This is where synthetic, or active, monitoring comes in. Behavioral scripts are generated and are executed frequently to know the availability and performance of the application. If any errors occur, teams can be be alerted to quickly fix any issues. Synthetic monitoring can be done without the presence of the actual users.

 

AJAX: Disadvantages

In spite of all the AJAX advantages that promote the purpose of using it for dynamic applications, there are certain disadvantages. We’ll discuss a few of them below.

  • Network latency.  Factors like heavy traffic at a particular time, inadequate bandwidth, and Wi-Fi usage, can affect the speed of AJAX calls.  Therefore, frequent monitoring of network, bandwidth, traffic, and rectifying those issues early, can ensure users have a smooth experience.
  • Browser compatibility issues.  Any AJAX calls may work on one browser and not on the another. It is vital to have the AJAX functions consistently work on all browsers. Any new website created or a new feature developed for a web application has to be made compatible across all browsers.  Synthetic monitoring should be employed to test the AJAX calls for persistent functioning of applications across all browsers, especially when frequent updates are done.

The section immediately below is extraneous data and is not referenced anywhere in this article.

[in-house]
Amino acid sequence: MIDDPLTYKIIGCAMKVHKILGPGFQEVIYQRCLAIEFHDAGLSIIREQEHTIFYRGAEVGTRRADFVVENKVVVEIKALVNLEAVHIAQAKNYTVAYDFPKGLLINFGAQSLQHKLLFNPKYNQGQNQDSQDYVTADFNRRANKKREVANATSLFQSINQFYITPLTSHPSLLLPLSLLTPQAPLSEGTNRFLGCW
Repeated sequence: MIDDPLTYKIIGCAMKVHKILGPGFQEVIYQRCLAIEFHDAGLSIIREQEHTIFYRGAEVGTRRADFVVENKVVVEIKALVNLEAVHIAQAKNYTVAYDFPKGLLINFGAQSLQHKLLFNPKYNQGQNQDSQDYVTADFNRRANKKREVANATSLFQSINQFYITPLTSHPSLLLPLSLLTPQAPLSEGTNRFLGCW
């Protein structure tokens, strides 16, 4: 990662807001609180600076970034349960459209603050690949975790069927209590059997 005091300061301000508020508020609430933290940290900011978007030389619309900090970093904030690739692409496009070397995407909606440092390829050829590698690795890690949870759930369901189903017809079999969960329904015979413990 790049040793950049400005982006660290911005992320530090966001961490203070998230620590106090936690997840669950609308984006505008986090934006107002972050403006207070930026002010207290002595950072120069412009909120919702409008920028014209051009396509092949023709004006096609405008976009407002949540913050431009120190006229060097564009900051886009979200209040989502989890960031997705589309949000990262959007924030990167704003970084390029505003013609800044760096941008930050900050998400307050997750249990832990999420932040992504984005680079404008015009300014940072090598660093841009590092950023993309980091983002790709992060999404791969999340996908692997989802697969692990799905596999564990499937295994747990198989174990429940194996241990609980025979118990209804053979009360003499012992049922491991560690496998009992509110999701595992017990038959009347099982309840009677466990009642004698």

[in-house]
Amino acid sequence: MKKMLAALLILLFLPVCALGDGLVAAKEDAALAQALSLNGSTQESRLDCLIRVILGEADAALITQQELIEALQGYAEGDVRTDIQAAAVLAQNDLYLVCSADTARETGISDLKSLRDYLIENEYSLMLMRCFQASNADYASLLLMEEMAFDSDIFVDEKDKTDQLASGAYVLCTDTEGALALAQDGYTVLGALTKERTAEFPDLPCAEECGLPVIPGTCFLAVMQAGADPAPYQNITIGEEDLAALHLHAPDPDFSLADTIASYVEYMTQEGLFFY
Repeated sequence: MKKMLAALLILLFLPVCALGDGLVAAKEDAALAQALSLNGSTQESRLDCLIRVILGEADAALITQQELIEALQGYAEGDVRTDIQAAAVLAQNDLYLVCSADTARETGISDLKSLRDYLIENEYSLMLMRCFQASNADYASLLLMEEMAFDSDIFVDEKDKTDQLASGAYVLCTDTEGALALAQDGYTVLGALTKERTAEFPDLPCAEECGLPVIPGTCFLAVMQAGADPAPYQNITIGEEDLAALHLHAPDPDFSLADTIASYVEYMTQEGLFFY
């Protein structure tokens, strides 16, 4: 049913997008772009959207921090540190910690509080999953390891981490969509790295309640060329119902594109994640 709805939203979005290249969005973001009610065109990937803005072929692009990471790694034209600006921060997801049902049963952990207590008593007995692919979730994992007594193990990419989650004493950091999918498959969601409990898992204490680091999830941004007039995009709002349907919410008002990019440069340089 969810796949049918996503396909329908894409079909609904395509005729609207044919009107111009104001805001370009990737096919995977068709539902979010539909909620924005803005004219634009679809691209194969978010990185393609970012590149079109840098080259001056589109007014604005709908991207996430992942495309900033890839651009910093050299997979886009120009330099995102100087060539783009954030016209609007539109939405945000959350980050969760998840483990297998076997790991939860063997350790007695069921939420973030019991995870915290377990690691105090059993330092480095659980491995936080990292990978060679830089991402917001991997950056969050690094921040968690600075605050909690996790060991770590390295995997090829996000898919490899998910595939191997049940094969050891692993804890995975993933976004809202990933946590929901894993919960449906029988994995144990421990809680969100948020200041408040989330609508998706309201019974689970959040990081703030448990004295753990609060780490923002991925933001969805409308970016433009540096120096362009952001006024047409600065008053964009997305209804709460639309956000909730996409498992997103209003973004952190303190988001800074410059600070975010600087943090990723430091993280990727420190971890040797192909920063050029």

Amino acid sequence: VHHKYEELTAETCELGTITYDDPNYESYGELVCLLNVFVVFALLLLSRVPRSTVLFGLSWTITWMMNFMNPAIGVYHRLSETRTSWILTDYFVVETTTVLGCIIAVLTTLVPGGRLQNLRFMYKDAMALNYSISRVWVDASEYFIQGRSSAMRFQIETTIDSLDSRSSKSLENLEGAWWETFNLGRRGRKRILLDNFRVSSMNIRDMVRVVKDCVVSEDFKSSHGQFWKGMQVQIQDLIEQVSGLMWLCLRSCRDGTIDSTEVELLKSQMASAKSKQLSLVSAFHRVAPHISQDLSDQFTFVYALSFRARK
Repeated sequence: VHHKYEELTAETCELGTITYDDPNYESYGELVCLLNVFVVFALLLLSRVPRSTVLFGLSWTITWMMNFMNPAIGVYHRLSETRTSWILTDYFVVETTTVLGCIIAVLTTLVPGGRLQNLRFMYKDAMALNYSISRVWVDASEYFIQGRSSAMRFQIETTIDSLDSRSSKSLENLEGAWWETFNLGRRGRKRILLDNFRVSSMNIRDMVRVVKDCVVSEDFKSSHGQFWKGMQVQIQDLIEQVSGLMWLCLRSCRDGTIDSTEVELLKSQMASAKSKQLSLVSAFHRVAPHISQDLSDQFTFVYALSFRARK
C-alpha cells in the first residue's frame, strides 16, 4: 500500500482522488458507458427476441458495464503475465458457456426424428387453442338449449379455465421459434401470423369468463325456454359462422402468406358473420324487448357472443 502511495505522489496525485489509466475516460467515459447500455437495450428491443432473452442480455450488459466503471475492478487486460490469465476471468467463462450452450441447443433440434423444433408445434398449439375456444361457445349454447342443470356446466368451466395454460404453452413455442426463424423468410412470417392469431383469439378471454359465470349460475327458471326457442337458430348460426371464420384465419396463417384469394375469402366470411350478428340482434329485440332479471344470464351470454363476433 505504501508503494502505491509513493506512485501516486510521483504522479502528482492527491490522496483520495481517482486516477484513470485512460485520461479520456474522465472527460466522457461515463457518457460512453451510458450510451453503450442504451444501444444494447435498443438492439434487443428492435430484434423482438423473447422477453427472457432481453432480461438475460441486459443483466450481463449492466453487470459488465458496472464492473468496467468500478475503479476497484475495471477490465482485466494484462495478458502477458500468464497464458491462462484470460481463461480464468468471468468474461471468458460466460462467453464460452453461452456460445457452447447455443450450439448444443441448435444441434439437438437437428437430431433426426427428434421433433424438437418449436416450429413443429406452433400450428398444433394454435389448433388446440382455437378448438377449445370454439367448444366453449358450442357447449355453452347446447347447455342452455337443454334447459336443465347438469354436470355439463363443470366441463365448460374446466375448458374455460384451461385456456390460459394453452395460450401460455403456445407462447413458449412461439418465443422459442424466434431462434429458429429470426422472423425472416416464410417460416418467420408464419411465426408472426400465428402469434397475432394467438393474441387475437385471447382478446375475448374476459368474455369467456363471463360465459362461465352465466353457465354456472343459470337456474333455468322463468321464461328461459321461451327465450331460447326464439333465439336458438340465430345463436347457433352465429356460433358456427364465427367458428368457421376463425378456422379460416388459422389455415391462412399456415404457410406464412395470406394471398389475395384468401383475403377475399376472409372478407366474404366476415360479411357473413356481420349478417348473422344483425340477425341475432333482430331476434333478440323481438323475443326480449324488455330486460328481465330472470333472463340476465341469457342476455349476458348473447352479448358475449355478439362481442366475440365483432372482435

• Security.  Web 2.0 with its maximum usage of AJAX encompassed with JavaScript has made web into a super platform. Consequently, this has also paved the way for a lot of viruses. AJAX functions are prone to security threats.
  • Validation confusion.  Most of the time, it is thought that the validation is done by the other party (client-side or server-side). This confusion leads to neither party implementing the validation properly. This leads to easy insertion of malicious data.
  • Data serialization.  Browsers can evoke AJAX calls and perform data serialization. It can fetch JSON, XML, HTML blocks, feeds, JavaScript arrays and objects. If any of these blocks are intercepted, browsers can be forced to show vicious data.

 

The Dotcom-Monitor Approach